Columnist Carrie N. Baker: Subminimum wage is a legacy of slavery — Time for one fair wage

Carrie N. Baker

Carrie N. Baker


Published: 02-22-2024 7:01 AM

During the summer after my sophomore year of college, I worked as a waitress in a West Hartford diner. I earned $2.13 an hour plus tips. I had to smile at nasty customers all day long to get the tips I relied on to pay rent for a room at the YWCA in downtown Hartford. I remember returning each evening to my tiny room, dumping coins out of my apron onto my bed and counting them up. Over three decades later, the federal subminimum wage is still $2.13.

In most states, servers in restaurants earn a subminimum wage, meaning their employers are allowed to pay them less than the legal minimum wage based on the assumption they will make up the difference in tips. Employers are required by law to keep track of tips and make up the difference if they fall short of the minimum wage, but research shows this mandate is often ignored.While some states have eliminated the subminimum wage, or raised it above the paltry federal rate, the vast majority of states still allow employers to pay servers less than minimum wage.

Restaurant servers in the United States are approximately 70% female and disproportionately women of color. Young people, disabled workers and incarcerated people in many states also receive subminimum wages.

In the book “Forked: A New Standard for American Dining,” Saru Jayaraman explains that the system of subminimum wages and tipping is a legacy of slavery. After the Civil War, white business owners replaced wages with tipping because they did not want to pay their Black employees.

The first Black union, the Brotherhood of Sleeping Car Porters, formed in 1925 in response to the Pullman Company’s policy of requiring porters on trains to work long hours for little pay — meant to be supplemented by tips — and expecting them to pay for their uniforms, meals and sleeping quarters while traveling.

“We need to end legacies of slavery in our economy,” said Jayaraman, president of One Fair Wage, which works to end subminimum wages in the United States. One Fair Wage has launched the 25 by 250 campaign to raise wages and end subminimum wages in 25 states by the United States’ 250th anniversary in 2026.

Hard-fought campaigns to end the subminimum wage have succeeded in seven states so far, including California, Oregon, Washington, Nevada, Minnesota, Montana and Alaska. Advocates also have ended subminimum wages in Puerto Rico, Washington, D.C., Chicago, and Flagstaff, Arizona.

One Fair Wage is now campaigning to pass subminimum wage laws legislatively in another nine states and by ballot measures in Michigan, Ohio, Arizona and Massachusetts. California has a ballot measure to end the subminimum wage for incarcerated people.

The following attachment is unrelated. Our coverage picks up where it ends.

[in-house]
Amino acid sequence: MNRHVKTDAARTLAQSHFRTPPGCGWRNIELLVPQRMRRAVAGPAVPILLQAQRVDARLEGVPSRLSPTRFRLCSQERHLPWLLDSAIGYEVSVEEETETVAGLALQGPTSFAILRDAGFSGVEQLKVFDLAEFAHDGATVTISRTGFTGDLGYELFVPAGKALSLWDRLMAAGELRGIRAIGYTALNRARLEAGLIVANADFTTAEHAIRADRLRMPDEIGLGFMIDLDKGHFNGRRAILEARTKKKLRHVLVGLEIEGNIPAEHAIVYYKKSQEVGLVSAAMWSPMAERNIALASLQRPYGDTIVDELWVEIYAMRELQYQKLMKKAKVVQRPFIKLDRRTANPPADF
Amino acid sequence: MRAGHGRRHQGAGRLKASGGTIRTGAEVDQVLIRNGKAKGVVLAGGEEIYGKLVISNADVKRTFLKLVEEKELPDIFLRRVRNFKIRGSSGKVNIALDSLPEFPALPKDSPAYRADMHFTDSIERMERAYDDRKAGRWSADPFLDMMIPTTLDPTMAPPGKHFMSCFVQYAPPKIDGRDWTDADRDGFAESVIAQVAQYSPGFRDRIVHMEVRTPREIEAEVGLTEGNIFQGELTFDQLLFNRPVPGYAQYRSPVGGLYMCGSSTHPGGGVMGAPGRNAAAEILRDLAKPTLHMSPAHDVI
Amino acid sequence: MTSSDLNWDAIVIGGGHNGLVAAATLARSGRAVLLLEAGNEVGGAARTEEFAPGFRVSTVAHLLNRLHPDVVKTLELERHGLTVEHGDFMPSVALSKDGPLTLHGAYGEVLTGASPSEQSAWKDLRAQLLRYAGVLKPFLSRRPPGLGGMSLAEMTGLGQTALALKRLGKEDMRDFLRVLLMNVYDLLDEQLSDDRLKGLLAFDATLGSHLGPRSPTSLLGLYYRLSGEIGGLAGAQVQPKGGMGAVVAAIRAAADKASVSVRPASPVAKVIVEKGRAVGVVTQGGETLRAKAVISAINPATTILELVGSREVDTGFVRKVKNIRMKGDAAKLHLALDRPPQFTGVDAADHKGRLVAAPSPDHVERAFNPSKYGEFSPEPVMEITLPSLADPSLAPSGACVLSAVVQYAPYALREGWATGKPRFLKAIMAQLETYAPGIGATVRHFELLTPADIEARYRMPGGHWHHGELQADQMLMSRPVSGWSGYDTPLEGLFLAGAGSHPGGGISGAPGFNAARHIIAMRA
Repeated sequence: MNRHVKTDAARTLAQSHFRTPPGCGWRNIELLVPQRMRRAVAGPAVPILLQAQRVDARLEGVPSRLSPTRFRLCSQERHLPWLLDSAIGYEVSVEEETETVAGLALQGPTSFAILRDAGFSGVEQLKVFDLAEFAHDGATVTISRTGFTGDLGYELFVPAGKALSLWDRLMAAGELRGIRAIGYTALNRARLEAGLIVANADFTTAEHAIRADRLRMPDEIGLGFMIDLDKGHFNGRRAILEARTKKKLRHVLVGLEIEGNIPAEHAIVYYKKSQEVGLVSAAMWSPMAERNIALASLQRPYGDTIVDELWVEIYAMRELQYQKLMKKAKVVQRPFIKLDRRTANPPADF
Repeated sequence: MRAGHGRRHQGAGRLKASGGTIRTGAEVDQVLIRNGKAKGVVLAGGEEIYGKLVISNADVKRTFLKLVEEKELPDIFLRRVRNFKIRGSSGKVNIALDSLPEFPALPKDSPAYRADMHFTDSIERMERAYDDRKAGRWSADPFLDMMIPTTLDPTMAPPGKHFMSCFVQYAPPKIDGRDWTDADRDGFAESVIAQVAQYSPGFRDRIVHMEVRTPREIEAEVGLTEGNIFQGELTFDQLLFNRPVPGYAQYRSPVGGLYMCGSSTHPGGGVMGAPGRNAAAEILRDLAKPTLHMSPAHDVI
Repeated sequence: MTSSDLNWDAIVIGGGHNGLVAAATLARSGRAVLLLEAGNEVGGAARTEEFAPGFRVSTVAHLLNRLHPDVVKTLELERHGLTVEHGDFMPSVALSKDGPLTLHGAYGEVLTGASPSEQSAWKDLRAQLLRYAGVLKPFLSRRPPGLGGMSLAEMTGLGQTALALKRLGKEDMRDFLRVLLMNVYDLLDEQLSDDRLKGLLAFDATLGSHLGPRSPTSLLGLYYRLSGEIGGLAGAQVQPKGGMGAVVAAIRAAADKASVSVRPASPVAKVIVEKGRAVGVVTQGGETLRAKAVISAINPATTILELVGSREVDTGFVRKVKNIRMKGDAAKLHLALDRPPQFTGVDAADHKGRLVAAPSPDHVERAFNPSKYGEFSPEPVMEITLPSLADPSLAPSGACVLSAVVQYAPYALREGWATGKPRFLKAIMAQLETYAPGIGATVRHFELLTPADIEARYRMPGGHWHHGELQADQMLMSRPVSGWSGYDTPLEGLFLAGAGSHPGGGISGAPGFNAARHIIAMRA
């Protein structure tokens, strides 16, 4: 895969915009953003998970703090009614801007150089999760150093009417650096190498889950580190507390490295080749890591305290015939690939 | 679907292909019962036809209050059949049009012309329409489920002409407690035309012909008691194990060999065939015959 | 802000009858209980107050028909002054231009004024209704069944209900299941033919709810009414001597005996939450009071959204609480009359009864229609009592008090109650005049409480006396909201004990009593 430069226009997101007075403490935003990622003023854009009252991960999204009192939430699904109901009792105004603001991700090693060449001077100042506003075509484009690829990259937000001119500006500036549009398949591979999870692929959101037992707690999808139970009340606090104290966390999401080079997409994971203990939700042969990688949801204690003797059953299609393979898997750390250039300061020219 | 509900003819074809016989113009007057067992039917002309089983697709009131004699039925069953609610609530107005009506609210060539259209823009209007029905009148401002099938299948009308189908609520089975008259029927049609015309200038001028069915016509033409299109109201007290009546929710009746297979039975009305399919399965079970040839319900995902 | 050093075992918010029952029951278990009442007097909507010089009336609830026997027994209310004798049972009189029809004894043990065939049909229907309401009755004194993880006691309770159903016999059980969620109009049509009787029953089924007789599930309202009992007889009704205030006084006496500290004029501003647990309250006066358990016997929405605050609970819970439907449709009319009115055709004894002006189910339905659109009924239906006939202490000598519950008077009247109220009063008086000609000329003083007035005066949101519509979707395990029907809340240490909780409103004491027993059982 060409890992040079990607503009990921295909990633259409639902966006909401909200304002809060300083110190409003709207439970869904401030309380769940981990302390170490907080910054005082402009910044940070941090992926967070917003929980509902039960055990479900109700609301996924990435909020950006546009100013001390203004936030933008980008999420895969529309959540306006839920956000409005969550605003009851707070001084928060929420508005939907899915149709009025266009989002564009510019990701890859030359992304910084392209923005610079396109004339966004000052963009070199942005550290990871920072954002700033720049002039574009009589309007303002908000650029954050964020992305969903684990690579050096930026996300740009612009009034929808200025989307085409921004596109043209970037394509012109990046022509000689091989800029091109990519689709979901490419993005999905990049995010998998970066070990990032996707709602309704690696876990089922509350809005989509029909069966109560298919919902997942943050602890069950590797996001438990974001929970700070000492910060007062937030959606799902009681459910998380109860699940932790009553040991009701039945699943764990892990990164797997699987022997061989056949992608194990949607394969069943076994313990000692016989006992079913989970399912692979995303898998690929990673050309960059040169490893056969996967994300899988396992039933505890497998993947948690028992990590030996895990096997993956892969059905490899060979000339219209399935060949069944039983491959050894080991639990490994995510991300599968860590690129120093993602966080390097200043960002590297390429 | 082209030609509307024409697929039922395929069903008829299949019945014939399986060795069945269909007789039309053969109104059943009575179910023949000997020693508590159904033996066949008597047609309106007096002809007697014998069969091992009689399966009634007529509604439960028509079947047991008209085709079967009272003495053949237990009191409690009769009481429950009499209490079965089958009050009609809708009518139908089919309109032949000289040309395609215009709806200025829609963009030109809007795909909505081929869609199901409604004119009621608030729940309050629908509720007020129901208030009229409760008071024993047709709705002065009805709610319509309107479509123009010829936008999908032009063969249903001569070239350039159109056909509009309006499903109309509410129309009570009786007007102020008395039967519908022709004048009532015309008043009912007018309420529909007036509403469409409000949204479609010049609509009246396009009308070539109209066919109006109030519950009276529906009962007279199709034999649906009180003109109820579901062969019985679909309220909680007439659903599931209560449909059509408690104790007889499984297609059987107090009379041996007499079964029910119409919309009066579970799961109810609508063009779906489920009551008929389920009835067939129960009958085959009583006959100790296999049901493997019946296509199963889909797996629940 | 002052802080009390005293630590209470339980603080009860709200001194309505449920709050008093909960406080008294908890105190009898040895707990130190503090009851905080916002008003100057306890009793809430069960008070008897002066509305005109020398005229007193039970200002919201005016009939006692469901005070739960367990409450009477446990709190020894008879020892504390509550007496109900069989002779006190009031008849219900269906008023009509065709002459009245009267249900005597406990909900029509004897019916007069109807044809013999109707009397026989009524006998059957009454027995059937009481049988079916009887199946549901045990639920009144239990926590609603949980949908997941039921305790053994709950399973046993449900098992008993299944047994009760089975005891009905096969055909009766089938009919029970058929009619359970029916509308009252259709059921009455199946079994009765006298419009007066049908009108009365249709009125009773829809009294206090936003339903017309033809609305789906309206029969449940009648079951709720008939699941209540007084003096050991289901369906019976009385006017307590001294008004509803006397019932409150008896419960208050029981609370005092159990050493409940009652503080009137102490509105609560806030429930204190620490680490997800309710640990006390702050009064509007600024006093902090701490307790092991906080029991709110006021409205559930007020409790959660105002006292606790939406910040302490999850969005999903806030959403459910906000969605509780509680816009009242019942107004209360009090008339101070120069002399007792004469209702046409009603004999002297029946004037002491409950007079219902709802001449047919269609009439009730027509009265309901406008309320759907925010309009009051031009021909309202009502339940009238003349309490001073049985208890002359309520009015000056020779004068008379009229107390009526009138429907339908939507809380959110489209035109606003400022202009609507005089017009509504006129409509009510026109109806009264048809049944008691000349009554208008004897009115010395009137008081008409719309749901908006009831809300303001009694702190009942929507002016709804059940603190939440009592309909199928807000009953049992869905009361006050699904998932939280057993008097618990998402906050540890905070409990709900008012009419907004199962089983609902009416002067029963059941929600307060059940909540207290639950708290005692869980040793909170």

Eliminating the subminimum wage will reduce the sexual harassment that runs rampant in the restaurant industry, says Jayaraman.

“What we know from data is that servers have the highest levels of sexual harassment because they are forced by the wage structure to have to not just tolerate harassment, but actually encourage it in order to get tips. They are asked by managers to dress more sexy, show more cleavage and wear tighter clothing in order to make more tips. And they have to tolerate that because their only income comes from pleasing customers.”

In the seven states that have eliminated the subminimum wage, rates of sexual harassment declined by half. “When a woman gets a full minimum wage from her boss, she’s not as completely dependent on tips, so she can tell a customer who tries to harass her to buzz off,” says Jayaraman.

The subminimum wage harms women of color, in particular, who face a combination of gender and racial biases from customers, which shows up in lower tips.

“Women should never have to rely on tips as their primary source of income to begin with,” said Jayaraman.

Here in Massachusetts, Sen. Patricia D. Jehlen of Somerville, Rep. Tricia Farley-Bouvier of Pittsfield and Rep. Samantha Montaño of Boston have introduced S.982 and H.1872 to end the subminimum wage for tipped workers. Our local Rep. Lindsay Sabadosa is a co-sponsor of the one fair wage legislation. Hopefully other local legislators will join her soon.

With little movement on the legislation for years, One Fair Wage has collected enough signatures to put the issue on the November ballot, which the Massachusetts Restaurant Association is trying to block. In the meantime, advocates are organizing workers, supportive employers and consumers to push the Legislature to pass one fair wage legislation.

Ending the subminimum wage and requiring all employers to pay one fair wage to all their workers will reduce poverty and inequality in the workplace, shrink the gendered and racial wage gaps, and decrease high rates of sexual harassment in service jobs. It’s long past time to end this vestige of slavery.

Carrie N. Baker is a professor in the Program for the Study of Women and Gender at Smith College and a regular contributor to Ms. Magazine.